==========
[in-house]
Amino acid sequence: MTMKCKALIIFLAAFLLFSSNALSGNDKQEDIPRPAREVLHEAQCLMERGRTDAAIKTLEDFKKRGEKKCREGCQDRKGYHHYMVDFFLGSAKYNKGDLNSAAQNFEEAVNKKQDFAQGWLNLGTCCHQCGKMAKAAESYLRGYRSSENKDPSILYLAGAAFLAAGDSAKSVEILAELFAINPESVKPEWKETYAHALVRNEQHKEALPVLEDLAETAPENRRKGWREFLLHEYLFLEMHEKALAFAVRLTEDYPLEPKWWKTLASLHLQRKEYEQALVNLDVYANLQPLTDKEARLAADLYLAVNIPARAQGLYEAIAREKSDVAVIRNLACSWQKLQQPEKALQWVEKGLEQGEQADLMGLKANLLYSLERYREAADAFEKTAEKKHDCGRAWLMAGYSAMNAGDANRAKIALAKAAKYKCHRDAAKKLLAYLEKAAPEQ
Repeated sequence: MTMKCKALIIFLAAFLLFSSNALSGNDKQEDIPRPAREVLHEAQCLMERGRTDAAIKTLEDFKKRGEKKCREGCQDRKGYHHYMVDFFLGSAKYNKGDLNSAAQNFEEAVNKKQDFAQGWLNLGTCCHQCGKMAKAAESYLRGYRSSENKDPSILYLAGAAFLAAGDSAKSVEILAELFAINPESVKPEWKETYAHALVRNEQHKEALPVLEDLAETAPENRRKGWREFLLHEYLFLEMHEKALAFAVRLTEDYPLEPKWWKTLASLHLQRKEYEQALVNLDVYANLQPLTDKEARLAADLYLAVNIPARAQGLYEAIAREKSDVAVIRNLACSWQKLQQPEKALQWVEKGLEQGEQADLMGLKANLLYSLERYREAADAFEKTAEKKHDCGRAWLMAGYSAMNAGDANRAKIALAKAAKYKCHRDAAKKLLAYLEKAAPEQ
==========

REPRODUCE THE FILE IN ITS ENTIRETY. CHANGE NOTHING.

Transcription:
[in-house]
Amino acid sequence: MTMKCKALIIFLAAFLLFSSNALSGNDKQEDIPRPAREVLHEAQCLMERGRTDAAIKTLEDFKKRGEKKCREGCQDRKGYHHYMVDFFLGSAKYNKGDLNSAAQNFEEAVNKKQDFAQGWLNLGTCCHQCGKMAKAAESYLRGYRSSENKDPSILYLAGAAFLAAGDSAKSVEILAELFAINPESVKPEWKETYAHALVRNEQHKEALPVLEDLAETAPENRRKGWREFLLHEYLFLEMHEKALAFAVRLTEDYPLEPKWWKTLASLHLQRKEYEQALVNLDVYANLQPLTDKEARLAADLYLAVNIPARAQGLYEAIAREKSDVAVIRNLACSWQKLQQPEKALQWVEKGLEQGEQADLMGLKANLLYSLERYREAADAFEKTAEKKHDCGRAWLMAGYSAMNAGDANRAKIALAKAAKYKCHRDAAKKLLAYLEKAAPEQ
Repeated sequence: MTMKCKALIIFLAAFLLFSSNALSGNDKQEDIPRPAREVLHEAQCLMERGRTDAAIKTLEDFKKRGEKKCREGCQDRKGYHHYMVDFFLGSAKYNKGDLNSAAQNFEEAVNKKQDFAQGWLNLGTCCHQCGKMAKAAESYLRGYRSSENKDPSILYLAGAAFLAAGDSAKSVEILAELFAINPESVKPEWKETYAHALVRNEQHKEALPVLEDLAETAPENRRKGWREFLLHEYLFLEMHEKALAFAVRLTEDYPLEPKWWKTLASLHLQRKEYEQALVNLDVYANLQPLTDKEARLAADLYLAVNIPARAQGLYEAIAREKSDVAVIRNLACSWQKLQQPEKALQWVEKGLEQGEQADLMGLKANLLYSLERYREAADAFEKTAEKKHDCGRAWLMAGYSAMNAGDANRAKIALAKAAKYKCHRDAAKKLLAYLEKAAPEQ